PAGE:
Veteran traders couldn’t help but laugh when they checked US equity futures last night and saw that – as some probably had suspected they might – Dow futures were tracking for a 100-point jump at the open. With so much emergency liquidity still sloshing around the financial system, it seemed the most near-term risk many could fathom was a probable spike in new coronavirus infections in the coming weeks, hardly an imminent, overnight risk.
But as futures faded into the red around 6amET, a headline showing Beijing had just given the US-China ‘Phase 1’ trade deal – which has been essentially moribund for weeks now even though President Trump spared it on Friday – one more ‘kick’ seemed to remind investors where the real near-term macro risk lies: That is, the light-speed “decoupling” of the world’s two largest economies.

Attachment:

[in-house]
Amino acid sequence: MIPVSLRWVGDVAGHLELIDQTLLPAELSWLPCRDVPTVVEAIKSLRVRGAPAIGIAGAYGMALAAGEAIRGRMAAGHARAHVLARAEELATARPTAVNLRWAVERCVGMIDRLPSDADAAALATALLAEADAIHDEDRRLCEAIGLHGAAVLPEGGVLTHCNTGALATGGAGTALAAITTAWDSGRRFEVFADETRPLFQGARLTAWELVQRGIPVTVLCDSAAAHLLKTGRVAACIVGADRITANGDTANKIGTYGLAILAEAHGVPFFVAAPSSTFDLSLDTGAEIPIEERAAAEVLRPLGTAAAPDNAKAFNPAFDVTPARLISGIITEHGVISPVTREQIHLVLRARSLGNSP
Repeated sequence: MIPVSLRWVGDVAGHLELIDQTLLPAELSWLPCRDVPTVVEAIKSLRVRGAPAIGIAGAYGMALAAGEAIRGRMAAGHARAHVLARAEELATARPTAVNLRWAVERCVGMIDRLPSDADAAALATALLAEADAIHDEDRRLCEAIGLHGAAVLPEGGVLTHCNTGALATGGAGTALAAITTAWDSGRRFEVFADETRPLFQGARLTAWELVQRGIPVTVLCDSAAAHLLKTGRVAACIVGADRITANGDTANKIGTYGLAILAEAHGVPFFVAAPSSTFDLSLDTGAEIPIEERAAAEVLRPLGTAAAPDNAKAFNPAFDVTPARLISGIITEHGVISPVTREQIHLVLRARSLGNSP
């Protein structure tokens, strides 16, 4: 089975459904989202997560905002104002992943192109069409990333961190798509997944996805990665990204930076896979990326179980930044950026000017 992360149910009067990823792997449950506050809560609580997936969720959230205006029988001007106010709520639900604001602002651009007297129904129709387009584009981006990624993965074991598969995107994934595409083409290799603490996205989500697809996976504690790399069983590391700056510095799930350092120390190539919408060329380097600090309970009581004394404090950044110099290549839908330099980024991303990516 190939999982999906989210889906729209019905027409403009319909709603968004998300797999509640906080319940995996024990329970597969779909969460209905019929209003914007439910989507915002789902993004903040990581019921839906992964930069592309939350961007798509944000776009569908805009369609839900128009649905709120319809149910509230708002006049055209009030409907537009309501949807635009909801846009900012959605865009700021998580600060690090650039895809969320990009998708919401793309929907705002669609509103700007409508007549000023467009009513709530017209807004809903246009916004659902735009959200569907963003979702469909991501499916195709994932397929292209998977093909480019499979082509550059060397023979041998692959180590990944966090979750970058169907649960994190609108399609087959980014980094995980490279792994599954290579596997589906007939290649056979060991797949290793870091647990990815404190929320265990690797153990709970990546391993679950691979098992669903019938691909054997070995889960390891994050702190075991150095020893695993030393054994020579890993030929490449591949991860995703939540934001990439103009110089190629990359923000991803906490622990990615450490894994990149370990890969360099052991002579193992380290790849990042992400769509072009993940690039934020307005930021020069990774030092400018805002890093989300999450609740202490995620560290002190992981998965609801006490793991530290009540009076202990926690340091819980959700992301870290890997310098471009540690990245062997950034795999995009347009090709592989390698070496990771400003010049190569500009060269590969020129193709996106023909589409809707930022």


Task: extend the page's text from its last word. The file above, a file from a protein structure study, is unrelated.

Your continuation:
Spare us the commentary about how markets are more concerned with these trifles than the looting-and-burning-and-pillaging unfolding across the US – we warned investors about these risks last night. It appears investors are only just waking up to them, however.
To be clear: Over the past hour, reports about Beijing halting some US farm imports have rattled investors, and sent the Chinese yuan traded on- and offshore lower on the day.
The decision appears to be the first part of China’s “retaliation” against the actions announced by President Trump on Friday, as well as the increasingly belligerent posture taken by his administration in the aftermath of the coronavirus outbreak. China’s Ministry of Foreign Affairs accused the US of undermining bilateral relations, and said it would meet any U.S. action with “firm counterattacks”